Speaking before Congress Wednesday, Federal Reserve Chairman Ben Bernanke predicted a slow and fragile economic recovery in the United States, one that is vulnerable to financial markets abroad as well as fiscal policy at home.
Amid the uncertain economic atmosphere, the Federal Reserve will continue its maturity extension program through the end of this year. The program calls for the Fed to purchase short-term Treasury securities and long-term Treasury securities of equal amounts.
In doing so, the Fed ""induce[s] private investors to acquire ""other long-term assets, such as corporate bonds and mortgage-backed securities, helping to raise their prices and lower their yields,"" according to Bernanke.
The Federal Open Market Committee (FOMC) ""made clear at its June meeting that it is prepared to take further action as appropriate to promote stronger economic recovery and sustained improvement in labor market conditions in a context of price stability.""
The housing market has revealed ""modest signs of improvement,"" according to Bernanke. He noted positive signs in new and existing home sales and construction. However, ""a number of factors continue to impede progress in the housing market,"" he stated.
These factors include low levels of confidence in the market and individual economic situations, tight lending standards, negative equity, and damaged credit.
After posting some gains toward the end of 2011, the economy has slowed this year. Gross domestic product rose to about 2.5 percent in the second half of 2011 but slowed to about 2 percent in the first quarter of this year ""and available indicators point to a still-smaller gain in the second quarter,"" Bernanke stated.
The jobs situation has been similar. After adding about 200,000 jobs per month in the fourth quarter of 2011 and the first quarter of 2012, second quarter job growth averaged about 75,000 jobs per month.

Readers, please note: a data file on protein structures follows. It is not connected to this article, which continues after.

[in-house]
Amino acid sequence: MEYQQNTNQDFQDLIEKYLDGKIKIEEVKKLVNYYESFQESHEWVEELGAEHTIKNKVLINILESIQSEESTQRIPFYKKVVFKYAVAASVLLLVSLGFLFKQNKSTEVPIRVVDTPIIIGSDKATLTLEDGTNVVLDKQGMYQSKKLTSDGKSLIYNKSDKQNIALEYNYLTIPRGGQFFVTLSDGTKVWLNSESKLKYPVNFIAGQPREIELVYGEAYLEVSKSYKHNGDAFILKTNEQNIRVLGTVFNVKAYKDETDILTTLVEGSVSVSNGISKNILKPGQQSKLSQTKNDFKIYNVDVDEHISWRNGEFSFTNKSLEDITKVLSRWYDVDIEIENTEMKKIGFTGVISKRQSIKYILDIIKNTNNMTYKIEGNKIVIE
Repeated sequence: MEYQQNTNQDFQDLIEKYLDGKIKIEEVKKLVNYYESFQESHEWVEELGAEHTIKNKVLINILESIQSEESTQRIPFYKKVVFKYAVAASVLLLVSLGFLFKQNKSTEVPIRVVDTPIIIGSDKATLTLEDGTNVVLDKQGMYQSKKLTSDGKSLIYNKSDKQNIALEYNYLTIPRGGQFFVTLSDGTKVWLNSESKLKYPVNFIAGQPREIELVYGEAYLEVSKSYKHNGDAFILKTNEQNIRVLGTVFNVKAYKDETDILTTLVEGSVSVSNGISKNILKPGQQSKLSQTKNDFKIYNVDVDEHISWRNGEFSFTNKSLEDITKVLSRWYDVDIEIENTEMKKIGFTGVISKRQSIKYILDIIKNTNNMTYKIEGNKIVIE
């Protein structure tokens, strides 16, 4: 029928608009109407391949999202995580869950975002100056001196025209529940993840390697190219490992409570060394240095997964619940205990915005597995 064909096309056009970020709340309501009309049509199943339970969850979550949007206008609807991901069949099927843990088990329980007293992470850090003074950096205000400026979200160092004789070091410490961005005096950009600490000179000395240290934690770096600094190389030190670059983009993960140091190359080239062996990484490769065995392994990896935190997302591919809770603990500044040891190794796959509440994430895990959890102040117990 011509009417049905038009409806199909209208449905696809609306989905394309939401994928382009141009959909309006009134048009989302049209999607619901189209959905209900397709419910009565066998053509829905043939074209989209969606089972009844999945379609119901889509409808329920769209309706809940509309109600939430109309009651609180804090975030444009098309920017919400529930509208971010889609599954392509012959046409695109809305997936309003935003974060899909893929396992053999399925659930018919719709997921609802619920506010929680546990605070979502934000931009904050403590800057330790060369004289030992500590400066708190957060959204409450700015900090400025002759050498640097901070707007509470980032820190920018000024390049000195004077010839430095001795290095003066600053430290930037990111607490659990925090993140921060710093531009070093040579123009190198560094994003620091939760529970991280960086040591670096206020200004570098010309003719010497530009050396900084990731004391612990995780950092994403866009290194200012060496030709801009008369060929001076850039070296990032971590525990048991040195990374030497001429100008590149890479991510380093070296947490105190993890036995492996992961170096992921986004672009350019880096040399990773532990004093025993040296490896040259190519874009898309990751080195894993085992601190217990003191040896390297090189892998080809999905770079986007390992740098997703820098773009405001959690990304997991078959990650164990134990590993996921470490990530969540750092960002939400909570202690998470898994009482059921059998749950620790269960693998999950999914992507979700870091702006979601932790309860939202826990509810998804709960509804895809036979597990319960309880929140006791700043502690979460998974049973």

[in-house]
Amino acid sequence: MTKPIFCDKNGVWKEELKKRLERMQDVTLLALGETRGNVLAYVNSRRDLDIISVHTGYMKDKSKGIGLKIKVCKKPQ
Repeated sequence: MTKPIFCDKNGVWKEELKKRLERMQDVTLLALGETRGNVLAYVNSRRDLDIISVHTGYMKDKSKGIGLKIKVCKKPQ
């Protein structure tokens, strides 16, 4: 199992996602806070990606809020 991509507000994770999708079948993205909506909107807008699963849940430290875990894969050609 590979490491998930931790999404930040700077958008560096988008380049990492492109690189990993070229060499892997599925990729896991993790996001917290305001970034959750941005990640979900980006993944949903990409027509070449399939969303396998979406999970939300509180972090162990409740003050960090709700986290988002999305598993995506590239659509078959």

""The recovery in the United States continues to be held back by a number of other headwinds, including still-tight borrowing conditions for some businesses and households,"" Bernanke stated before Congress.
He suggested the two main threats to economic recovery are the fiscal atmosphere in the euro-zone and fiscal policy in the United States.
""Europe's financial markets and economy remain under significant stress, with spillover effects on financial and economic conditions in the rest of the world, including the United States,"" Bernanke said.
Additionally, Bernanke stated, ""As is well known, U.S. fiscal policies are on an unstable path, and the development of a credible medium-term plan for controlling deficits should be a high priority.""
Bernanke warned that the tax increases and spending reductions set to take place early next year barring legislative action, ""a scenario widely referred to as the fiscal cliff,"" would lead to ""a shallow recession"" next year.
Bernanke projects about 1.25 million fewer jobs would be created next year as a result.
Amid these risks, FOMC in June reported ""a higher degree of uncertainty about their forecasts than normal.""
They predict GDP growth to be between 1.9 and 2.4 percent this year and between 2.2 and 2.8 percent in 2013.